Adding Depth to Cell Culture
As a postdoc studying human brain development and what goes wrong in conditions such as microencephaly, Madeline Lancaster faced the same familiar problems as her fellow lab researchers. For example, mice brains don’t behave or develop like tiny human brains. And the complex layers and involutions of the brain don’t evolve from neural stem cells grown flat on the bottom of a lab dish.
What she really needed was a mini-organ she could grow in the laboratory and manipulate for investigations. In 2013, Lancaster developed a technique to do just that: She grew cerebral organoids from human induced pluripotent stem cells (1). The key was selecting neural stem cells and embedding them in a gel made from several proteins typically found in the fortifying and nourishing space surrounding cells. Mimicking this region, called the “extracellular matrix” (ECM), set up the stem cells to grow in three dimensions. The cells spontaneously developed into mini-brains that resembled cooked egg whites, yet shared the proper layering and organizational characteristics of the embryonic human brain.
Providing the cells with the 3D matrix triggers their instincts to self-assemble, says Lancaster, now a group leader at the Medical Research Council Laboratory of Molecular Biology in Cambridge, United Kingdom. Her group has simplified the protocol further so that “it’s possible to generate cerebral organoids in any standard tissue culture room,” she says.
The traditional way of culturing cells in 2D for study in the lab often relied on immortalized cancer cell lines that came with significant problems—accumulated mutations and contaminations with other cell types from years of passaging in the lab. And often, cells grown on flat, hard plastic dishes in the laboratory did strange things, like stretch themselves as thin as possible.
“Many drug candidates have been successes in 2D culture because the cell morphology is flat, and cells can be easily attacked by the drug,” says John Huang, CEO and president of TheWell Bioscience, a biotech company from Newark, New Jersey, that specializes in 3D cell culture reagents. “But once they go into animals, the drugs fail because they don’t work the same way in 3D.” What many cell biologists would like, he says, are cell cultures that can be grown from a variety of patients’ cells, both healthy and diseased, and that act and grow like their counterparts in the body, even forming multilayer and multicell tissues.
Of course, culturing in 3D is not without its challenges. “When you put cells in a 3D environment, it’s harder to image them, to immunostain them to see what proteins are present, and to recapture those cells after you’ve cultured them,” says Kristi Anseth, a bioengineer who leads a research group at the University of Colorado Boulder.
But Anseth’s intuition—and that of the entire field—tells her that 3D culturing is more relevant to biology because the vast majority of cells in our bodies grow that way. Many companies have entered this space, in order to make the practice of 3D cell culturing and the downstream imaging or assaying of cells much more user-friendly.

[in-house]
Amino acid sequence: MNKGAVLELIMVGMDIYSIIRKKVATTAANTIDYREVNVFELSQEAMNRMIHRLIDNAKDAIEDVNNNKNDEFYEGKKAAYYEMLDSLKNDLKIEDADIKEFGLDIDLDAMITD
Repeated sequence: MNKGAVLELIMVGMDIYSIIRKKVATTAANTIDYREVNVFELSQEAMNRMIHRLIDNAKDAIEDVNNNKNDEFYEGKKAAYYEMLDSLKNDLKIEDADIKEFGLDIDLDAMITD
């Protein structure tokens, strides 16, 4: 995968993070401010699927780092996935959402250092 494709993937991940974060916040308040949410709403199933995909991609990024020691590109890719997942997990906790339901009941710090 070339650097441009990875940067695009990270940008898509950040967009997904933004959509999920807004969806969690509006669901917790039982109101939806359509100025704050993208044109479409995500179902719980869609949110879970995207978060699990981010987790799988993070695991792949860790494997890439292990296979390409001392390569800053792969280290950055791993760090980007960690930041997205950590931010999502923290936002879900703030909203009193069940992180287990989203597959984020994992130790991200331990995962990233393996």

Mind the scaffolding
The first step for 3D culturing of any kind is to get cells off of that hard plastic and onto something more comfortable. Matrigel is the “grand dame” of 3D matrices, developed by NIH intramural researchers over 30 years ago as an animal-derived matrix for 3D culture and tumor-cell invasion studies, and later commercialized by Corning. It comes from a mouse sarcoma rich in ECM proteins like laminin, collagen, heparan sulfate proteoglycans, and a number of growth factors. That richness can be both a boon to researchers—Lancaster’s neuronal stem cells felt quite at home on this scaffold—and a limitation, by introducing unknown biological components into an experiment. Matrigel must also be refrigerated to remain a liquid, and starts to form a gel at just 10°C, requiring cold-room work.
Richard Eglen, vice president and general manager of Corning Life Sciences in Boston, Massachusetts, says many cells thrive in Matrigel with the right growth factors added, for example, hepatocytes that develop into liver organoids. “Matrigel was almost ahead of its time,” says Eglen. “In many cases, you get the proper cell differentiation and the cells start to self-organize as they would in the body.”
TheWell Bioscience offers a pared-down, minimalist hydrogel that is easier to use than Matrigel. The animal origin–free polysaccharide VitroGel 3D is room-temperature stable, and only begins to polymerize into a gel when any culture medium containing calcium or sodium ions is added to it. Huang says typical hydrogels take only 10–15 minutes to form with a simple mixing step.
VitroGel 3D can be used as a softer, 2D coating, a 3D matrix for embedding cells, or as an injectable for animal studies. A second product, VitroGel 3D-RGD, includes a cell-surface binding site for most adhesive cells. Huang says it’s a plus for researchers to know that VitroGel 3D has no undesired biologic ingredients. Researchers can tweak the ingredients of their culture media to construct a hydrogel that includes whatever ligands or growth factors they want to be present and influencing the cells there.
Lubna Hussain, senior product manager for primary cells and 3D culture products at Basel-based Lonza Bioscience Solutions, advises researchers to “know what your end goal is and work backwards in 3D culturing.” Lonza’s RAFT (Real Architecture For 3D Tissue) 3D Cell Culture System contains rat collagen, media that supports cells during gelling, and 24- or 96-well absorbers to condense collagen. After mixing cells with the collagen and gelling reagent, the absorbers placed on top of cultures suck up any excess collagen. The end result is a “contact lens–like structure” with embedded cells that takes about an hour to form. Hussain says that the RAFT System creates a high-density environment—up to 80 milligrams of collagen per milliliter—that more closely mimics the ECM surrounding the body’s cells.
The RAFT System allows researchers to set up various types of cultures—with cells embedded in the matrix, layered on top of the gel matrix for invasion assays, or both. Kits with inserts allow researchers to build 3D cultures that include an air–liquid interface, such as that found in skin or respiratory epithelia. Hussain says researchers have become creative in setting up co-cultures to embed cancer cells in a disc, and then layering immune cells on top to investigate how they infiltrate a tumor.
Sometimes a researcher might want cells growing in 3D, while still having the ease and convenience of culturing cells in solution. Microcarriers enable the best of both worlds. Global Cell Solutions, a company that provides 3D cell-culturing tools and cell-based assays, makes the Global Eukaryotic Microcarrier (GEM) system to grow cells on the surface of 75 µm–150 µm alginate beads for high-density cell culture. These optically clear spheres can be pipetted like water and contain ferromagnetic particles for magnetic levitation or collection in test tubes. The beads come coated in “five flavors of biomimetic coatings,” namely fibronectin, gelatin, collagen, Matrigel, and polylysine, explains Robin A. Felder, co-chairman of the Charlottesville, Virginia–based firm.